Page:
This paper discusses the application of new research methods from different fields, such as psychology, marketing, neuroscience and behaviour science, to market research into how people respond to brands, products and services. Focusing on packaging, three case studies are used to demonstrate how traditional and new techniques can be integrated to generate actionable insights. Participants from different regions are compared, using word association tests, sound symbolism scales, facial expression and emotion questionnaires, as well as eye tracking. The implications of employing these methodologies for exporting products and entering new markets is also discussed.
Do Emotions in Advertising Drive Sales?: Use of facial coding to understand the relation between emotional ads and sales effectiveness
Daniel McDuff, Rana El Kaliouby, Evan Kodra and Laurent Larguinet, ESOMAR, Congress, Istanbul, September 2013
This paper examines the impact of ads that evoke emotions and are entertaining or are memorable on product sales.
This paper examines the impact of ads that evoke emotions and are entertaining or are memorable on product sales. Research was conducted to quantitatively measure tacit emotional response to ads through facial recognition, with this information then matched to sales data. Data was collected for over 140 ads in four countries and used to identify the emotional trajectories that are most predictive of sales. It was found that amusement was the strongest predictor of sales. The findings of the research are explained and the ways in which the methods used could be applied to other areas of market research discussed.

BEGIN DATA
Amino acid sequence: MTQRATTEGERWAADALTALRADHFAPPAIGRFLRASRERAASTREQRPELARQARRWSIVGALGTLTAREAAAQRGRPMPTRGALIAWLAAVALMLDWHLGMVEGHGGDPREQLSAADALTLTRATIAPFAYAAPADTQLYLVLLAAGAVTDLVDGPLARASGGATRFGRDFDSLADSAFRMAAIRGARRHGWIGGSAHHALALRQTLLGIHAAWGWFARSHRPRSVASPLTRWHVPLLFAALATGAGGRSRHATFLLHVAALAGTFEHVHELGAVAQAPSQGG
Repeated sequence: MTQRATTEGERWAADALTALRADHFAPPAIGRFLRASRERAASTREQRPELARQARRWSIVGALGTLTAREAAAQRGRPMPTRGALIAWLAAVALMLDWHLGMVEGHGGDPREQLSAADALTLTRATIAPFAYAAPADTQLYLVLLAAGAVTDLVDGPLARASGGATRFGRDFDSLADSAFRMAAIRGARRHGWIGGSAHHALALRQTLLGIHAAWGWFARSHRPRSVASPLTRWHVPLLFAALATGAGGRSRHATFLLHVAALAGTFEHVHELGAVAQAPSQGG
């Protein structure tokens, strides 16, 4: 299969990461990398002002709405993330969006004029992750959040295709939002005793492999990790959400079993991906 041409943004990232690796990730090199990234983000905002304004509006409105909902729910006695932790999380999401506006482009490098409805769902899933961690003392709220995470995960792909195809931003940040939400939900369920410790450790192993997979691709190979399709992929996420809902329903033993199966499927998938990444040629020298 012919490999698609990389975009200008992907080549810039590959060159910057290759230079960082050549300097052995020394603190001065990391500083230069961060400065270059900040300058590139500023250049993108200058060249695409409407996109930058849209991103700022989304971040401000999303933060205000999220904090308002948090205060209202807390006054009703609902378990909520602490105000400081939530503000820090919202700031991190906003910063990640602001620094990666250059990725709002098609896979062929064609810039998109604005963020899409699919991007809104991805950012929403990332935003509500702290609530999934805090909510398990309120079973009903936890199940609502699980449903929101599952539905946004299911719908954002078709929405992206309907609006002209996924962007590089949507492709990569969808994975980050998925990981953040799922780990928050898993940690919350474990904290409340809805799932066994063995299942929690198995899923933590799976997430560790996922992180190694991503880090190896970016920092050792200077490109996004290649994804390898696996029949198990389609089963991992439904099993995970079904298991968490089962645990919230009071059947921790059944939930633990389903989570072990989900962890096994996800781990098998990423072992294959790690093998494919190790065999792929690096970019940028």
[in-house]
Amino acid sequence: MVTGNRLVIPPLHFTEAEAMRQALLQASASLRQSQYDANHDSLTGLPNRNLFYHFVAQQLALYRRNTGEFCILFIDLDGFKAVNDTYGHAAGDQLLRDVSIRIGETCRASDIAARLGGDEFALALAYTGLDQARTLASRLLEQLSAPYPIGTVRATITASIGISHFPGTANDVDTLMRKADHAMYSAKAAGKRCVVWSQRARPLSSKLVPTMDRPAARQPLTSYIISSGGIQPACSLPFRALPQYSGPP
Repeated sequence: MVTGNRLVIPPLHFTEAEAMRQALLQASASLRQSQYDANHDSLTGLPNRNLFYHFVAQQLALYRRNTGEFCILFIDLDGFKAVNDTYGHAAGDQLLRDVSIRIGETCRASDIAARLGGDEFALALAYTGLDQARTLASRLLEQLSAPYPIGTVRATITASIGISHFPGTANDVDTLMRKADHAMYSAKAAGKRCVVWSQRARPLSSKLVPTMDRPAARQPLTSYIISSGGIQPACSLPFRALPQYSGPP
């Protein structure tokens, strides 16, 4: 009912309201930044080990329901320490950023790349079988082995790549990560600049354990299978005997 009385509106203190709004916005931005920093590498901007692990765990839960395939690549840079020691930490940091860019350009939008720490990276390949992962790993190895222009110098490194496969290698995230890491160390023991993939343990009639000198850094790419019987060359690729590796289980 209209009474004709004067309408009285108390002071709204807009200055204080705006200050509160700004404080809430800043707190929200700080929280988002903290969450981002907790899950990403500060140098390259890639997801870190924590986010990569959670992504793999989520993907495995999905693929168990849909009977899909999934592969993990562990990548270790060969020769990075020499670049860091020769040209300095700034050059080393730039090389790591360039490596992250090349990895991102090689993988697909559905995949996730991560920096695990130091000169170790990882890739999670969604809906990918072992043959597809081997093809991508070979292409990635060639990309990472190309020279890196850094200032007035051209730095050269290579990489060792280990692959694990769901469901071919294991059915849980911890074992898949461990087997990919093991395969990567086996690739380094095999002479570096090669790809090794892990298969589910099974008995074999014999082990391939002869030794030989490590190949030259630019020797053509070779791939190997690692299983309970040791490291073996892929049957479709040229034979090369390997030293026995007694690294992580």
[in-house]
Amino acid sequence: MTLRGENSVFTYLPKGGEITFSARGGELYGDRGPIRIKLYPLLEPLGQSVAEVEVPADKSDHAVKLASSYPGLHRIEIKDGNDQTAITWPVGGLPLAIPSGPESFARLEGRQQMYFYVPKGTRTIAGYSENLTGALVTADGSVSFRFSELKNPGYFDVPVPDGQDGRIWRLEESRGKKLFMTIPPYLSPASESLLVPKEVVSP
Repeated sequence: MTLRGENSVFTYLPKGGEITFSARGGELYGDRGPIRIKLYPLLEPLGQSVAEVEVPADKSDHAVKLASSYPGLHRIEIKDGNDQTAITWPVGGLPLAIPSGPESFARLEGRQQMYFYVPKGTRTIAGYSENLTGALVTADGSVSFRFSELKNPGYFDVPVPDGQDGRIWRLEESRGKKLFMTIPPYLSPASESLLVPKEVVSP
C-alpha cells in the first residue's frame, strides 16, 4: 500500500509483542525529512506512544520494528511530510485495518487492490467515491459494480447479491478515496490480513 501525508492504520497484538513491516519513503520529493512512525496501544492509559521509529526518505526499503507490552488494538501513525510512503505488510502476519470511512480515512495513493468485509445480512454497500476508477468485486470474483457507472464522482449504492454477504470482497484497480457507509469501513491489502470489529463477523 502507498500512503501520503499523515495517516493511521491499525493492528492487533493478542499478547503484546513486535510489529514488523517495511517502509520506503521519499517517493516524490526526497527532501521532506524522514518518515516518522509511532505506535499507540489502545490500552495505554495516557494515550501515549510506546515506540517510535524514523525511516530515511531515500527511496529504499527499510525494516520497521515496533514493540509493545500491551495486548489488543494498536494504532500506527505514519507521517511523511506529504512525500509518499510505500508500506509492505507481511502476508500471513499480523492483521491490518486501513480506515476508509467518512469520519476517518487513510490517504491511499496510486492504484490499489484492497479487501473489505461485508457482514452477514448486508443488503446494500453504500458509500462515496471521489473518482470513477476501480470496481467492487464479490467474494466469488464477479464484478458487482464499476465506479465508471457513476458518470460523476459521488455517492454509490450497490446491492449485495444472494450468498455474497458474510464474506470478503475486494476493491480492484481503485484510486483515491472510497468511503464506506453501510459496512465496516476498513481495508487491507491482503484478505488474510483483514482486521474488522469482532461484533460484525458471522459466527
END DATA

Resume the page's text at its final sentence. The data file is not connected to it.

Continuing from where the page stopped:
Optimizing the Amount of Entertainment in Advertising: What's So Funny about Tracking Reactions to Humor?
Thales S. Teixeira and Horst Stipp, Journal of Advertising Research, Vol. 53, No. 3, 2013, pp. 286-296
Humor and other entertaining content, as opposed to demonstrations of product features and “selling,” are increasingly used in advertising, such as TV commercials, to attract and keep consumers’ attention.